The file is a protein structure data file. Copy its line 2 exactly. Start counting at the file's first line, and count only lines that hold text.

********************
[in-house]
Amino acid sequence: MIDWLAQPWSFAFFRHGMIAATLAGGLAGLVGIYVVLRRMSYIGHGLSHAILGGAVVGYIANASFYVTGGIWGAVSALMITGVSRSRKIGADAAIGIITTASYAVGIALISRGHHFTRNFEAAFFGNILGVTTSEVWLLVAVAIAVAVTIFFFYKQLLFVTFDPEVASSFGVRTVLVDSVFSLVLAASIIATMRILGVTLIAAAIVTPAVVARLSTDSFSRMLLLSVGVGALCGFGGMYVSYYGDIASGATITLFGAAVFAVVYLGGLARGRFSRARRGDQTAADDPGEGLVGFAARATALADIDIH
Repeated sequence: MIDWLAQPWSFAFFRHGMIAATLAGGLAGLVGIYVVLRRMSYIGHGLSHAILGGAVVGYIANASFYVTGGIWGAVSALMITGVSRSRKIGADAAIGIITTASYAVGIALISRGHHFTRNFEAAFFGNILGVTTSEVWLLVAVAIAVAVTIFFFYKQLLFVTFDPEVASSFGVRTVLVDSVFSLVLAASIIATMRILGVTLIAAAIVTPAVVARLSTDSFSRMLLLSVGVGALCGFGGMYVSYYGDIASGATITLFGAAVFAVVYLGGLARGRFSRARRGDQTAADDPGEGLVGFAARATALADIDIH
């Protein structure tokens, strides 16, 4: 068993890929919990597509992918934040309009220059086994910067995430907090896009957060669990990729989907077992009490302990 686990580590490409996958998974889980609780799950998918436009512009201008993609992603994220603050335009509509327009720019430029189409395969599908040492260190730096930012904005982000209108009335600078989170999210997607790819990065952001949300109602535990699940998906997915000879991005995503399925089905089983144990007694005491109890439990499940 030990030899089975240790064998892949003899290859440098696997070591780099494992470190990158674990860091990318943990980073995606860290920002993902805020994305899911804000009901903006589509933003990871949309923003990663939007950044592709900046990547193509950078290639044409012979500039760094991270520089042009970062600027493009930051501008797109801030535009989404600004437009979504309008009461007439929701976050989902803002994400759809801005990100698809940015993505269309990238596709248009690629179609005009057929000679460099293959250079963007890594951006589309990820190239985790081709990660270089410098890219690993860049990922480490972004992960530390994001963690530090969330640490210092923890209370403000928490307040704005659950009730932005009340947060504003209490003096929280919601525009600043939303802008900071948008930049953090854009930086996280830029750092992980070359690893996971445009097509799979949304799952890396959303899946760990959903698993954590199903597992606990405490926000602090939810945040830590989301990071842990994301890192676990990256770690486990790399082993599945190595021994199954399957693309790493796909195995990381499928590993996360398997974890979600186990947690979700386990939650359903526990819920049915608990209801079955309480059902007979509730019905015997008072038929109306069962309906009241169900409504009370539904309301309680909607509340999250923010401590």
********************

Amino acid sequence: MIDWLAQPWSFAFFRHGMIAATLAGGLAGLVGIYVVLRRMSYIGHGLSHAILGGAVVGYIANASFYVTGGIWGAVSALMITGVSRSRKIGADAAIGIITTASYAVGIALISRGHHFTRNFEAAFFGNILGVTTSEVWLLVAVAIAVAVTIFFFYKQLLFVTFDPEVASSFGVRTVLVDSVFSLVLAASIIATMRILGVTLIAAAIVTPAVVARLSTDSFSRMLLLSVGVGALCGFGGMYVSYYGDIASGATITLFGAAVFAVVYLGGLARGRFSRARRGDQTAADDPGEGLVGFAARATALADIDIH